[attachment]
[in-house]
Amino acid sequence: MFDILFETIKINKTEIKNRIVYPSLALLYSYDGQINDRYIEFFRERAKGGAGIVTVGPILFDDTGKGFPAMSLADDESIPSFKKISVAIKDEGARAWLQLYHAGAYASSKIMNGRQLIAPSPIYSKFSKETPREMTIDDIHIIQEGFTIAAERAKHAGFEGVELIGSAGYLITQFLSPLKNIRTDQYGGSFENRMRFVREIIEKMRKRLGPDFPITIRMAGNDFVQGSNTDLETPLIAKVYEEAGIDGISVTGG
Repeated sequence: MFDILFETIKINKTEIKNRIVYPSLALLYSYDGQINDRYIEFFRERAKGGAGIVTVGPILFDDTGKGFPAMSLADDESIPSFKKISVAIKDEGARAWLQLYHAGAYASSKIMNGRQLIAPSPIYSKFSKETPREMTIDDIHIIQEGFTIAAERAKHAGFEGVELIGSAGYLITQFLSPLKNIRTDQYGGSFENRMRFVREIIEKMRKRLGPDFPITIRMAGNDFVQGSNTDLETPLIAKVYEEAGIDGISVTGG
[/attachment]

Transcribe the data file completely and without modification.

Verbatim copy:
[in-house]
Amino acid sequence: MFDILFETIKINKTEIKNRIVYPSLALLYSYDGQINDRYIEFFRERAKGGAGIVTVGPILFDDTGKGFPAMSLADDESIPSFKKISVAIKDEGARAWLQLYHAGAYASSKIMNGRQLIAPSPIYSKFSKETPREMTIDDIHIIQEGFTIAAERAKHAGFEGVELIGSAGYLITQFLSPLKNIRTDQYGGSFENRMRFVREIIEKMRKRLGPDFPITIRMAGNDFVQGSNTDLETPLIAKVYEEAGIDGISVTGG
Repeated sequence: MFDILFETIKINKTEIKNRIVYPSLALLYSYDGQINDRYIEFFRERAKGGAGIVTVGPILFDDTGKGFPAMSLADDESIPSFKKISVAIKDEGARAWLQLYHAGAYASSKIMNGRQLIAPSPIYSKFSKETPREMTIDDIHIIQEGFTIAAERAKHAGFEGVELIGSAGYLITQFLSPLKNIRTDQYGGSFENRMRFVREIIEKMRKRLGPDFPITIRMAGNDFVQGSNTDLETPLIAKVYEEAGIDGISVTGG